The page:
On the contrarian view, many of the women who are credited as facilitators of feminism in fact adhered to the very social ideology that they sought to mock and contest--in both life and text. To the degree that view can be supported, it follows that declaring such writers as Cavendish and Philips to be protofeminist may be misleading. To see why, it is necessary to look at evidence of cultural patterns that prevailed during their lives and at the specifics of their experience. The weight of evidence is on the side of the more complete (if also more complicated) view that any sense of community these writers might have felt or expressed would have been less likely filtered through a critique of patriarchy than through critique of some-or-other descriptors such as these: Civil War, royalist, Cavalier, republican, Interregnum, Cromwell, Commonwealth, Protectorate, (anti-)popery, Restoration, etc.
There is also the issue of the intrinsic quality of the texts. King seems to verge tantalizingly on granting Philips a radical social sensibility:
In creating a [poetic] persona and accompanying set of attitudes Philips is inhibited by what was permitted to a woman. A wide range of social and sexual attitudes either are not available to her or seem inappropriate in the context of Platonic love between women.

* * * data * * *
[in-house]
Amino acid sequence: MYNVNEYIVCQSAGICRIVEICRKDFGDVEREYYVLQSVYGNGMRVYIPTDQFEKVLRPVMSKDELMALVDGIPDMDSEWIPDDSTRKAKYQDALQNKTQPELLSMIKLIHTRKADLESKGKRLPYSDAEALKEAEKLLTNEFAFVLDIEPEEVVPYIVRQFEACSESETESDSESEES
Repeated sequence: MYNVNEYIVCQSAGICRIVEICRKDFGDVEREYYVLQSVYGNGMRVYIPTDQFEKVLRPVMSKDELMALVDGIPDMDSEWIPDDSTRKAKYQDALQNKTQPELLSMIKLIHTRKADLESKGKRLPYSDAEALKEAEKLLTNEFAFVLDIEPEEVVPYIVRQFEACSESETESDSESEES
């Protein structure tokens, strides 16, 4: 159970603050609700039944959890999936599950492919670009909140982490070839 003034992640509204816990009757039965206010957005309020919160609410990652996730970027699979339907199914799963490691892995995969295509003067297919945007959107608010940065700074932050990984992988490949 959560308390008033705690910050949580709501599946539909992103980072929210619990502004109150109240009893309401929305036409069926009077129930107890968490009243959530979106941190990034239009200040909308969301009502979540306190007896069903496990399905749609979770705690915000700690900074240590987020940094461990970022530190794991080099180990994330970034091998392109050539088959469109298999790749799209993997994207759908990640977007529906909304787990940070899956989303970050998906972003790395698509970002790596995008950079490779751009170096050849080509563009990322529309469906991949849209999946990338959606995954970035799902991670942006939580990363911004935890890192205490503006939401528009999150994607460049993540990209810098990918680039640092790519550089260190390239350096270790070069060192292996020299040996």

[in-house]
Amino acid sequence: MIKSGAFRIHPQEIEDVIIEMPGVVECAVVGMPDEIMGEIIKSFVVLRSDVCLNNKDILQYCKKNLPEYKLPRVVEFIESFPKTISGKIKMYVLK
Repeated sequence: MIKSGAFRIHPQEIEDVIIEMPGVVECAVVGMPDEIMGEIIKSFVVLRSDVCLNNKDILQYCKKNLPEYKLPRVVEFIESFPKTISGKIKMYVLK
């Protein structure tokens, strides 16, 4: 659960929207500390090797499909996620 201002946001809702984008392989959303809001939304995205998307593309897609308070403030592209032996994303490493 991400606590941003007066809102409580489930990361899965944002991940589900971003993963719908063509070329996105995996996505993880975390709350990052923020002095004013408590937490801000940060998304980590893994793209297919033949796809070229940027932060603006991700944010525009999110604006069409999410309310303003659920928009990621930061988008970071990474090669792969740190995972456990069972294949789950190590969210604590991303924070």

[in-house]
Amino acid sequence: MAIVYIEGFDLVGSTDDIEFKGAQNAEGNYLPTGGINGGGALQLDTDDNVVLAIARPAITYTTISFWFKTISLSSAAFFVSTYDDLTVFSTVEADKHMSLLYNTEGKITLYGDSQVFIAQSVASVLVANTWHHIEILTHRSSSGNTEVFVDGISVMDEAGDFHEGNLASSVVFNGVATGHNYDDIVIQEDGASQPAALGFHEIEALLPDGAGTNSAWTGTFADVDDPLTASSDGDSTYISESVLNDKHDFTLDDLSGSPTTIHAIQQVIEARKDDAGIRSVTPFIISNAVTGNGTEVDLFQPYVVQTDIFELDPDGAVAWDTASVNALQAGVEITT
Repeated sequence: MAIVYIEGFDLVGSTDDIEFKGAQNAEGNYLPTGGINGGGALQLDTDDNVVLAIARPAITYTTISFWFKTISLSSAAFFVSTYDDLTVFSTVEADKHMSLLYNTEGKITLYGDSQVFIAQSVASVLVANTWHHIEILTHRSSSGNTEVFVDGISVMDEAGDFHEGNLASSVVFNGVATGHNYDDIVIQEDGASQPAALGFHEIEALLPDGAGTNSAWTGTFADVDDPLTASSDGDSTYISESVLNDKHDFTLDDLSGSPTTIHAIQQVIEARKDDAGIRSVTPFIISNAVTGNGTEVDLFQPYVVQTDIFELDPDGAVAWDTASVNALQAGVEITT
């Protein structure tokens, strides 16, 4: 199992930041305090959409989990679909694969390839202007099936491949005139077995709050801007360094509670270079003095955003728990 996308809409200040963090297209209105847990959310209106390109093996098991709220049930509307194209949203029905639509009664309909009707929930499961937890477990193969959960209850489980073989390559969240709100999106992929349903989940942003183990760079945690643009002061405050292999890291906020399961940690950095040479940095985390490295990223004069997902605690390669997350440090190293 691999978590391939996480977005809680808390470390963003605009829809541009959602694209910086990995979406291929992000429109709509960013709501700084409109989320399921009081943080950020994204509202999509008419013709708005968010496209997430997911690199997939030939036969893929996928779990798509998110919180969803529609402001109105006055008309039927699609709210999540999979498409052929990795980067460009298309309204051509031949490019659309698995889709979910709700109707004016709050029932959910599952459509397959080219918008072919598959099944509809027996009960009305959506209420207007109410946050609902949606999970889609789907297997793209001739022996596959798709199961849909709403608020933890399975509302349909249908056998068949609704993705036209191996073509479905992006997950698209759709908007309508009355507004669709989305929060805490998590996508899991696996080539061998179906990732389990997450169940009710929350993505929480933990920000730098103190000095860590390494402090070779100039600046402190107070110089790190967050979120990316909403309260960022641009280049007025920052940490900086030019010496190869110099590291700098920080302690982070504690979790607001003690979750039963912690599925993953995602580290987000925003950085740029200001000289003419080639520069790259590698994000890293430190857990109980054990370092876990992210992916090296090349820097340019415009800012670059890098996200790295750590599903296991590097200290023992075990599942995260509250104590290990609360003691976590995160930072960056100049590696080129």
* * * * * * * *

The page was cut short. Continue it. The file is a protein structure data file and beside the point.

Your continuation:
But in fact this judgment argues Philips's acquiescence in social convention, and anyway King sees her poetry lacking in originality. He cites her imitation of minor (male) metaphysical poets Carew and Lovelace. Similarly, Hageman sees echoes of Donne in the Lucasia poems and cites Philips's "exploitation of traditional poetic conventions." More generally, Greer makes the point that writers such as Philips and Cavendish worked in genres they did not invent and cannot be evaluated "without studying what they read or without confronting the problem of influence[,] which is particularly insidious in the case of women."
By no means is...
Evolution of Modern Feminism. (2000, January 01). In LotsofEssays.com. Retrieved 03:47, November 26, 2015, from http://www.collegetermpapers.com/viewpaper/1304185120.html